Slovaks first arrived in New York around 1848 and settled primarily in the East Village in Manhattan around 14th Street and Second Avenue, according to the Encyclopedia of New York City. By the 1880s, they had followed the Central European migration from downtown to Yorkville, in the East 70s and 80s between York and Third Avenues, as well as other neighorhoods such as Long Island City, Astoria and Sunnyside in Queens, and in Greenpoint in Brooklyn.
By 1910, there were over 10,000 Slovaks in the five boroughs, and even more came after the formation of Czechoslovakia in 1918. There were about 85,000 in the late 1970s, accounting for more than one percent of the total population.
In 1883, the community founded its first organization, Živena, which merged shortly thereafter into the St. John the Baptist Society. By the early 1890s, a number of organizations serving the Slovak community had formed. Robust community activity continues into the present day, thanks in no small part to the Slovak American Cultural Center, founded in 1968.
Also in 1883, the community founded its first parish, St. Elian Greek Cathlic Church (including - if not primarily - Carpatho-Rusyns from eastern Slovakia). Slovak Roman Catholic parishes followed in quick succession: St. Elizabeth of Hungary in 1891 in Yorkville, St. John Nepomucene in 1895 on the Upper East Side and the Church of the Holy Family in 1895 in East Midtown. All three also include Czechs in their congregations, among other ethnic groups. Protestant Slovaks formed Holy Trinity Evangelical Lutheran Church in lower Manhattan in 1902.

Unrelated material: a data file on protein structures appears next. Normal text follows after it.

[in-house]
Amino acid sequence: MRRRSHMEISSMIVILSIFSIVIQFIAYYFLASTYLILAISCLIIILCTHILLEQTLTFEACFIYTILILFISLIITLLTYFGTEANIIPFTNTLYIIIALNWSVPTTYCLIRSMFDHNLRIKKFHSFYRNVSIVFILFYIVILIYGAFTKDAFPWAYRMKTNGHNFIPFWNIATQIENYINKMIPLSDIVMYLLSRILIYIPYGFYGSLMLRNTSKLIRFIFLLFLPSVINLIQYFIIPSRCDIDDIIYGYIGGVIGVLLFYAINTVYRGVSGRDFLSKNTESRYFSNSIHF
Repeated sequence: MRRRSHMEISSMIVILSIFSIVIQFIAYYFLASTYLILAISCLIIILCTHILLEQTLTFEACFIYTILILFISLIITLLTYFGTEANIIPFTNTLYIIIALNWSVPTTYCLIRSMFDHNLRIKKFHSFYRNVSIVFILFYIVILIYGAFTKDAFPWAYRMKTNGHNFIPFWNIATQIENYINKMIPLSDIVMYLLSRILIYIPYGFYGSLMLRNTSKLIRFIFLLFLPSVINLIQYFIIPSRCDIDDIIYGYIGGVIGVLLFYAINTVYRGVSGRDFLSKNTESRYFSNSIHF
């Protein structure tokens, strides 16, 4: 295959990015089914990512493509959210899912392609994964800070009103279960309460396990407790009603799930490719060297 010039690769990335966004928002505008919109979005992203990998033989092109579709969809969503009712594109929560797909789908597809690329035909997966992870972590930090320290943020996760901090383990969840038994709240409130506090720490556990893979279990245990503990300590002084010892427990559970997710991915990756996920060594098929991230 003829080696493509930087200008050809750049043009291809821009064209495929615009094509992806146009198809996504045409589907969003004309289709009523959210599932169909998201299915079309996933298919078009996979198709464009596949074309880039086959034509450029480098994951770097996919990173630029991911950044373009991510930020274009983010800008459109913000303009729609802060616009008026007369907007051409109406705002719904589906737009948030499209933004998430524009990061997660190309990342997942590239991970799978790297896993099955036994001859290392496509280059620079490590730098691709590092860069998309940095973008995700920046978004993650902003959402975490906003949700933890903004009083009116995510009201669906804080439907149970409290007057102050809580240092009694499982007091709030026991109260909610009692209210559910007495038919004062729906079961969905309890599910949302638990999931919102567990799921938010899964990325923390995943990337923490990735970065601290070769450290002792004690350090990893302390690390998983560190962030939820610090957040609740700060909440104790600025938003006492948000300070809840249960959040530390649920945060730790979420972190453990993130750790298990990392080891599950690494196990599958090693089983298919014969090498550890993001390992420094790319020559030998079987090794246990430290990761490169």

During the late 1890s, the golden age of Slovak life in New York, the community was also served by several newspapers, including Slovak v Amerike (since 1889), Newyorský denník (New York Daily, 1895-1974), and Slobodný orol (The Free Eagle, 1900-4).
Today, Slovak life is most vibrant in its churches, and helped along by the Slovak American Cultural Center. On the internet, they also make use of Slovak Info for local events listings. There is also at least one Slovak restaurant in the City, Milan's in Sunset Park.